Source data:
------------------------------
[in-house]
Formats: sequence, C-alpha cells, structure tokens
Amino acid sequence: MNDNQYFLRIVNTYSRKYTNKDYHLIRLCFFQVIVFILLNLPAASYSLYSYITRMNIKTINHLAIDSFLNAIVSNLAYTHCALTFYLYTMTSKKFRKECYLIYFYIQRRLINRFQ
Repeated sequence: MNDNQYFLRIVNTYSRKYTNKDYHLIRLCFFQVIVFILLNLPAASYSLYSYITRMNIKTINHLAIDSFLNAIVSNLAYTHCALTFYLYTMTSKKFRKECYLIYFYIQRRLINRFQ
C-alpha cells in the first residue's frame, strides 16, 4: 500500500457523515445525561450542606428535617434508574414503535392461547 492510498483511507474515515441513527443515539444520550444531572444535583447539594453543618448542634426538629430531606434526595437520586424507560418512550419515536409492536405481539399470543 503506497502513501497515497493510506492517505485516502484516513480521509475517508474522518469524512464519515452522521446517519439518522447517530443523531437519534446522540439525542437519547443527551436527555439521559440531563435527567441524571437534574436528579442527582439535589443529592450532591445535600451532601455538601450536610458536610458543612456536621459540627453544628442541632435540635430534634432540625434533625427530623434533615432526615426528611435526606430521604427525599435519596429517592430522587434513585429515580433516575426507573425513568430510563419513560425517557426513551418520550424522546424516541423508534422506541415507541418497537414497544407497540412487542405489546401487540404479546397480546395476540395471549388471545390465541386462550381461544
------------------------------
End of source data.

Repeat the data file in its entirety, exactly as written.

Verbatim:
[in-house]
Formats: sequence, C-alpha cells, structure tokens
Amino acid sequence: MNDNQYFLRIVNTYSRKYTNKDYHLIRLCFFQVIVFILLNLPAASYSLYSYITRMNIKTINHLAIDSFLNAIVSNLAYTHCALTFYLYTMTSKKFRKECYLIYFYIQRRLINRFQ
Repeated sequence: MNDNQYFLRIVNTYSRKYTNKDYHLIRLCFFQVIVFILLNLPAASYSLYSYITRMNIKTINHLAIDSFLNAIVSNLAYTHCALTFYLYTMTSKKFRKECYLIYFYIQRRLINRFQ
C-alpha cells in the first residue's frame, strides 16, 4: 500500500457523515445525561450542606428535617434508574414503535392461547 492510498483511507474515515441513527443515539444520550444531572444535583447539594453543618448542634426538629430531606434526595437520586424507560418512550419515536409492536405481539399470543 503506497502513501497515497493510506492517505485516502484516513480521509475517508474522518469524512464519515452522521446517519439518522447517530443523531437519534446522540439525542437519547443527551436527555439521559440531563435527567441524571437534574436528579442527582439535589443529592450532591445535600451532601455538601450536610458536610458543612456536621459540627453544628442541632435540635430534634432540625434533625427530623434533615432526615426528611435526606430521604427525599435519596429517592430522587434513585429515580433516575426507573425513568430510563419513560425517557426513551418520550424522546424516541423508534422506541415507541418497537414497544407497540412487542405489546401487540404479546397480546395476540395471549388471545390465541386462550381461544